MBB - Is lager brewing a newer venture for the two of you as home brewers or is it always something you have dabbled in?
C - I’ve been doing lagers for about 2 years now. I recently went to the Czech Republic where I visited Pilsner Urquell and a few other breweries. Seeing Pilsner Urquell being brewed was really inspiring and I've incorporated some of the key steps of their brewing process into my pilsner production process. I also try to emulate the crispness and estery qualities of Budvar, the real Budweiser from the Czech republic.  As a home brewer, I learned how to brew California Common lagers. That was my first lager because you can do it at close to ale temperatures. For home brewers, it is probably the best one to start with. I’ve done 7 or 8 of those and they have been very drinkable. You can actually use that yeast to do pilsners, any kind of lager if you want to ferment them in the high 50s, low 60s. We plan to have one lager in our repertoire of flagship beers and several seasonal lagers.

MBB - I’ll get back to asking about your flagships but how did you two first cross paths?
L - That’s a good question. I came to Chicago about 4.5 years now in December of ‘07. I moved into Lincoln Park. My father was staying at the Belden Stratford at the time. I came here for a job. That transition led to me to living in the Lincoln Park area. Right around the corner from Clint, and our soon-to-be common watering hole known as Ravens. We had our small group of friends that were pretty close. As I recall Clint had recently picked up homebrewing. He was extremely passionate about it. So, Clint and I bonded on that level. I think initially, we bonded on a more technical level professionally because Clint has a background in Urban Planning or GIS (aka computerized mapping). My master’s degree was in GIS science. So we were able to talk shop on that level also and that’s how the friendship started.

MBB - The idea of Lake Effect, and coming together to, for lack of a better term, take things to the next level. Was that an idea that was nestled in your collective noggin from the get go, or was that something that took a few years to really get some legs under it?
C - It definitely evolved. I immediately took to home brewing and it became kind of an obsession. I had always thought about the possibility of starting a brewery business but it seemed like a far off dream.  However, I slowly realized I was taking over a lot of the house with my hobby. My wife was understanding at first but began to have concerns. We had an extra bedroom that became the fermentation room. Then I started taking the lagers downstairs to the basement where it was a little bit underground- low 60’s in the summer- i was a perfect temperature for that. I also started putting carboys in the closet in the other bedroom. It started to drive my wife crazy. She would wake up in the middle of the night to the sound of fermenting beer. I did moved the “brew house” to the back deck in order to get out of the kitchen permanently and that helped, but hoses were everywhere in the house and operations still got in the way. I would have a lot of homebrew parties (3 to 4 parties a year) where people would come over and drink the beer. People would say ‘Hey this is really good beer. Have you ever thought about bottling this and selling this?’ This certainly gave me a lot of ideas. Once I decided to get out of the house to find a garage, storage unit, or somewhere to give my wife a break, the idea became more tangible.  I spoke with Lynn and said I need a partner to do this thing and he was all in so we began looking at places. It was a long hunt but we found this place here.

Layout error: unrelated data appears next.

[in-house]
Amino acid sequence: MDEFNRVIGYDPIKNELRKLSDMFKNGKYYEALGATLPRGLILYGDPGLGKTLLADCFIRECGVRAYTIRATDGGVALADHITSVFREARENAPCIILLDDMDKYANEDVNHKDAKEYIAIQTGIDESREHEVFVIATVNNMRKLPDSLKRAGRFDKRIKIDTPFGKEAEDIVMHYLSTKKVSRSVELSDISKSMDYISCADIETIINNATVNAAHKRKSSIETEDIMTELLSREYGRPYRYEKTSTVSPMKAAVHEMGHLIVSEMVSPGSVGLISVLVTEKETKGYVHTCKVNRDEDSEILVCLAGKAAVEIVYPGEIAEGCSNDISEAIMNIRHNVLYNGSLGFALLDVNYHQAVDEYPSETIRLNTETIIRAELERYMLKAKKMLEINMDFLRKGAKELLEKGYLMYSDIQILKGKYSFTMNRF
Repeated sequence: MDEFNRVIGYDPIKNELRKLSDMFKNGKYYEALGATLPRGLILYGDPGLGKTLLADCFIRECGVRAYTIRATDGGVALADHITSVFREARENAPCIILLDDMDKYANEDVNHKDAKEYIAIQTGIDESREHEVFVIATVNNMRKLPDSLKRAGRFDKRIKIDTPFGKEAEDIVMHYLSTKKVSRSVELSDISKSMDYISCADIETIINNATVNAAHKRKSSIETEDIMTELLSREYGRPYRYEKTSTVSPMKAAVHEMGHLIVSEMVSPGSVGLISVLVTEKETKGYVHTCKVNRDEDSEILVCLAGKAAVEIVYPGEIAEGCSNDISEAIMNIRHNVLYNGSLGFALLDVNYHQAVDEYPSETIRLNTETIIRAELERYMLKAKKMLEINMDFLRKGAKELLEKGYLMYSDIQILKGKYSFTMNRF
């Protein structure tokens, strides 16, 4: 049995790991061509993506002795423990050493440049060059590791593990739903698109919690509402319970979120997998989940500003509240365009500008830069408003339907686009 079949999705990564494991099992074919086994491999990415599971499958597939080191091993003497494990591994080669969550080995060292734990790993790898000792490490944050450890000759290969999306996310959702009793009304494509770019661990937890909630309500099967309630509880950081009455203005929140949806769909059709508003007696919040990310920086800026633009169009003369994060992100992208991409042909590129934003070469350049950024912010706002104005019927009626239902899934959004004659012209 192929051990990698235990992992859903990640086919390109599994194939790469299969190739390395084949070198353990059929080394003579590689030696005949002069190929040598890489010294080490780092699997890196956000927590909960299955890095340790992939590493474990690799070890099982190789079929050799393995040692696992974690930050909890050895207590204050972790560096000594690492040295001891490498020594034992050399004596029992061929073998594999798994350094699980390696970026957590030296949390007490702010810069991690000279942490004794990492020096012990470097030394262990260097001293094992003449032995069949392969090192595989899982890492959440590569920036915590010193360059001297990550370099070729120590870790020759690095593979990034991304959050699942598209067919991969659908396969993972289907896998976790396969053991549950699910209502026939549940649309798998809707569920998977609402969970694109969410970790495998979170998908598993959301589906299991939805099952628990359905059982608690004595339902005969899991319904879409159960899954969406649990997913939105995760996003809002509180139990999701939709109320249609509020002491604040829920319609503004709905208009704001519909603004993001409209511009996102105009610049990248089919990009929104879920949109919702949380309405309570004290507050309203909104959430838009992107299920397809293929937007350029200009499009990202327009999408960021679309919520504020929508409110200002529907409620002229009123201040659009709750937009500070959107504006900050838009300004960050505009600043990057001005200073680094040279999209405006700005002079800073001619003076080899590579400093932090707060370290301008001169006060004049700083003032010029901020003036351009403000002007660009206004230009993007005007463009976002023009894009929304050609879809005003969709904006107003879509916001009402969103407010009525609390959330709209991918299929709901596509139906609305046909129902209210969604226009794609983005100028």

L - So, at the end of ‘09 my family business was winding down (the reason for coming to Chicago). Clint was winding up a whole new project. He was obviously excited and passionate about it. For me, I think I was thriving off of his momentum and digging into it from there. Being more on the management and business side of things, and Clint serving more as our head brewer. I think that has formed a very good partnership for us. We click together very well. We have a very nice way of complimenting each other’s skills, and running the company so far and being able to keep up with the ever increasing responsibilities.

Hops being grown outside of Lake Effect

MBB - So is that how you are going to divide the responsibilities? Lynn, you will be more of the logistics, the business side of things. Clint, you’ll be doing more of the brewing or will it be an ever changing set (of responsibilities)?
C - Yeah, that division is there. I am doing a lot of the marketing, PR and the brewing. You (Lynn) are doing more of the logistics, business side of things. In general, that’s how we are, but Lynn is a very good brewer. When this system is setup we are going to both be brewing. Someone is going to be putting the grain in; somebody’s going to be stirring. So, we are going to know each other’s jobs really well. Likewise, I am going to be doing all the recording of all the beer that goes out, going out making sales visits, review any kind of document, etc. We both wrote the business plan together. We kind of mesh but we do go back to our bases. So there will be some crossing.
L - There are a lot of hats we will have to wear, and the way we see it is that more than likely we will both need to wear all the hats at some time or another. Cross-train however we will need to manage and run the company as best as we can. Chances are we will both be doing deliveries if one or the other of us is not available because, obviously, we have not quit our day jobs yet. Just getting things going. So, we will need to work with schedules as best we can.

Next week I'll post the second half of our discussion in which we'll talk about the origin of their brewery name, a bit more about their flagship beers to be, and other plans for their debut in the Chicago beer market.

In the mean time, if you'd like to keep up-to-date on what's going on at Lake Effect, follow them on facebook and twitter.